#2 | Stay inside.

If the air is toxic outside, stay inside, as long as you have not been ordered to evacuate. Keep your doors and windows closed and set ventilation systems to re-circulate. Use high-efficiency particulate air (HEPA) filtration in your home if you can and keep the filters clean. Do not use an air filter that generates ozone. If you have central air or heating be sure to use a filter rated MERV13 or higher. If you do not have air conditioning, you should seek alternative shelter during extremely hot weather because it would be dangerous to stay inside with the doors and windows closed.

#3 | Reduce indoor air pollution.

Keep indoor air as clean as possible. When windows and doors are closed due to poor outdoor air quality, avoid anything that can add fine particles to the air like smoking, vacuuming, cooking on a stove, and using anything that burns like candles and fireplaces. As soon as the air quality improves, open all of your windows.

#4 | Wear the right kind of mask.

Certain kinds of masks can reduce the amount of air pollutants we inhale. Paper masks, surgical masks, dust masks, scarves, and bandanas are better than nothing, but they will not prevent fine particles from entering your lungs. Masks like N-95 or P-100 respirators offer this protection, but only when they fit well and are used correctly.

#5 | Eat a Mediterranean diet.

So far we don’t have any studies showing an association between diet and the health effects of wildfire smoke. But we do have studies showing that the Mediterranean diet can help preserve lung function in smokers as well as people who are passively exposed to cigarette smoke. Researchers found that the Mediterranean diet has a protective effect against the biochemical and molecular processes that can lead to lung disease, cardiovascular disease, and cancer, which they attributed to a high daily intake of vitamins, antioxidants, and other plant-based compounds.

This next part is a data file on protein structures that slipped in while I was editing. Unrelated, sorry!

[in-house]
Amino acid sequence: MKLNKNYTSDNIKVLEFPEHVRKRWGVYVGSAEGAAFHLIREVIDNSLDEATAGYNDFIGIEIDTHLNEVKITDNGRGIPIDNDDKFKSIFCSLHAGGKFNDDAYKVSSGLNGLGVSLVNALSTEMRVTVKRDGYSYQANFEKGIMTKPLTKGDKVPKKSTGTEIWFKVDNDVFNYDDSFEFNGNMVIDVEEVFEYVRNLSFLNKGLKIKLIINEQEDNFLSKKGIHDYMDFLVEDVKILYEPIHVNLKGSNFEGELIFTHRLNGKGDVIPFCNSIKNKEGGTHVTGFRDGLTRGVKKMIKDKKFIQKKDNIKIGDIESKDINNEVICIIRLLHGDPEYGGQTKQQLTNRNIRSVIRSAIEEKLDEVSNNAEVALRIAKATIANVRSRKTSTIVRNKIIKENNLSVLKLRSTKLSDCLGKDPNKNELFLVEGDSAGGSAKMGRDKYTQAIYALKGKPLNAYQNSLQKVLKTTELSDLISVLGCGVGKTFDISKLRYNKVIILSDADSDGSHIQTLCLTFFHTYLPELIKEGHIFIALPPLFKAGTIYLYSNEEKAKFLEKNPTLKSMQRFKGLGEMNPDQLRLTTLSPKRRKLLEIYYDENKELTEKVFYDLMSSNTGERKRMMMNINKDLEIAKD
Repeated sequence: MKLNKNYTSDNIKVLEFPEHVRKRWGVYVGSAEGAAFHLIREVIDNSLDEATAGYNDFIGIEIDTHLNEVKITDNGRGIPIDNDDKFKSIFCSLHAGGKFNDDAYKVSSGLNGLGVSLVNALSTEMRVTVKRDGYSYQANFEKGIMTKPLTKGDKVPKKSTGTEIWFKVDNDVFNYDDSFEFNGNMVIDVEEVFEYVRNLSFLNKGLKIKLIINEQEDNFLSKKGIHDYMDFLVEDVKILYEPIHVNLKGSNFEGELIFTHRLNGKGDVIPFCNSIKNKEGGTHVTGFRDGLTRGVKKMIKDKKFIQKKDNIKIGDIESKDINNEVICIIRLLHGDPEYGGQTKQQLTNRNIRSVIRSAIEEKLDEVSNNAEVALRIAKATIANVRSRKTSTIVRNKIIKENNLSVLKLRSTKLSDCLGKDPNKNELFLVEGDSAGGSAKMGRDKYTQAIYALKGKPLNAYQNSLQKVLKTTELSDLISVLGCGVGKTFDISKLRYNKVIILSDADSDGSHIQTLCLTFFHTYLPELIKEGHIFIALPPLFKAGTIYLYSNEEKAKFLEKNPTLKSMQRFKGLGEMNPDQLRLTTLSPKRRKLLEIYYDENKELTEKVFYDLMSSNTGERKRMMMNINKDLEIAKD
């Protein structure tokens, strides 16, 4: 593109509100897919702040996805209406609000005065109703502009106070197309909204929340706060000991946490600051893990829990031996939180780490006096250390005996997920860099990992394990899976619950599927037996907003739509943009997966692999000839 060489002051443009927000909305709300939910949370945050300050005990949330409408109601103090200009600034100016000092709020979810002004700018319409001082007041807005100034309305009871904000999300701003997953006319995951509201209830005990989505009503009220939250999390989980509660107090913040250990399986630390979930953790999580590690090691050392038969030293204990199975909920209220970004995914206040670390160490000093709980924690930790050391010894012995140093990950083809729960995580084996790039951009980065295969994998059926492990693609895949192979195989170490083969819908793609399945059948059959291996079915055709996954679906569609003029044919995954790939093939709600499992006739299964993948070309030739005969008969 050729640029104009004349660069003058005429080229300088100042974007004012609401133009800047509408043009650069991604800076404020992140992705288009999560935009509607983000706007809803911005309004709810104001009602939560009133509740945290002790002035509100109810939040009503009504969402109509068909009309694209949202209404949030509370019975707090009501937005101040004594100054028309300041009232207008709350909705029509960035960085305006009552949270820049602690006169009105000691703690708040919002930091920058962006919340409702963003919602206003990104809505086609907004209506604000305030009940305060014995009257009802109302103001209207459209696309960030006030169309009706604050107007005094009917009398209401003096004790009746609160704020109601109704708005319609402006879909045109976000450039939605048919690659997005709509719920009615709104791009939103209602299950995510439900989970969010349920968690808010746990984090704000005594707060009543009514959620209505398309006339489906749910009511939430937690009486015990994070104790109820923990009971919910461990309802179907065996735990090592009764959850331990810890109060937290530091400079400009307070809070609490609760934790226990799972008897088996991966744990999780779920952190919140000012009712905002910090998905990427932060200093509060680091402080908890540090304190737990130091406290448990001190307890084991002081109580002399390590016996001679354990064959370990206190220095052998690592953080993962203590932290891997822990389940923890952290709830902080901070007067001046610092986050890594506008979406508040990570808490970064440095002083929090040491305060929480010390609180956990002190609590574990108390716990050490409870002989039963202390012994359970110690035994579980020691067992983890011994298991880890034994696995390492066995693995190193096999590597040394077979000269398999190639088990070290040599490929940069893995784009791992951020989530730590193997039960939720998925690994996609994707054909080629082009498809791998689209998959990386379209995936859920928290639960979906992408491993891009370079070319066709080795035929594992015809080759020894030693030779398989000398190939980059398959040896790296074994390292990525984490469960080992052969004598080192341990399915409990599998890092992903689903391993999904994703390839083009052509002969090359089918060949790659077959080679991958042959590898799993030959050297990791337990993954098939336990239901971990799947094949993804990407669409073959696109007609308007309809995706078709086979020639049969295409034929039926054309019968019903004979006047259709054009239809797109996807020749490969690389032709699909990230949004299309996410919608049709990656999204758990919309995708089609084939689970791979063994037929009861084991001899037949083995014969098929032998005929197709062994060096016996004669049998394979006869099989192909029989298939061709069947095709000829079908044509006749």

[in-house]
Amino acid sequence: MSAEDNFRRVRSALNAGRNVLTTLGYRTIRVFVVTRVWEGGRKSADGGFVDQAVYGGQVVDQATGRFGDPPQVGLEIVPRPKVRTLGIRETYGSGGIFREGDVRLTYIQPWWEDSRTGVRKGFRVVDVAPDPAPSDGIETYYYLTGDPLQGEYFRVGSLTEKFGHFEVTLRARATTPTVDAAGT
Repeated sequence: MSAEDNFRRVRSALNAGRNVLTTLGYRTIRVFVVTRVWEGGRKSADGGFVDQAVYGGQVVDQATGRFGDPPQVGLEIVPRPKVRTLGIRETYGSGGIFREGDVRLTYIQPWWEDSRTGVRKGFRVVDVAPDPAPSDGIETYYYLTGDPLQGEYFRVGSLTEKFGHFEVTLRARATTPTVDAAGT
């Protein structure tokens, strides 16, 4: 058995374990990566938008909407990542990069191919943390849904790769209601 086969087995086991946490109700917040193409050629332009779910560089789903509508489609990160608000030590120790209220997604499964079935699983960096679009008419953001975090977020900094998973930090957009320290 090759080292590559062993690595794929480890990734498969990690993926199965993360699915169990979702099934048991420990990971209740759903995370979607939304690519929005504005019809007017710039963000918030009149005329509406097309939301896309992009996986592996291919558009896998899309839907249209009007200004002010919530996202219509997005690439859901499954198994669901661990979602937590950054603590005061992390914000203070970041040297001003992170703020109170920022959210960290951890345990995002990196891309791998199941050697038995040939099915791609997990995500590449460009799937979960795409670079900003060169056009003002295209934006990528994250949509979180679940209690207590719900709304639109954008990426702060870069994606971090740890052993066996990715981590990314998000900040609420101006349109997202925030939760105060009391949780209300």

Until we have more studies to better understand how wildfires affect our bodies, it makes good sense that maintaining a healthy diet gives us the best chance of maintaining a healthy body under any circumstances. And it couldn’t hurt. Studies show that eating a Mediterranean diet is associated with a reduced risk of multiple chronic diseases and increased life expectancy.

The foundation of the Mediterranean diet is plant-based foods like vegetables, fruits, nuts, seeds, legumes, whole grains, herbs, and spices. The main source of added fat is olive oil. Fish, seafood, poultry, and dairy products are included in moderation while red meat and sweets are only eaten occasionally. This diet is high in fiber, protein, antioxidants, and mono-unsaturated and omega-3 fats. Studies show that diets high in these nutrients may help to modulate inflammation in airways and protect lung function.

#6 | Talk to your doctor about supplements that may be protective.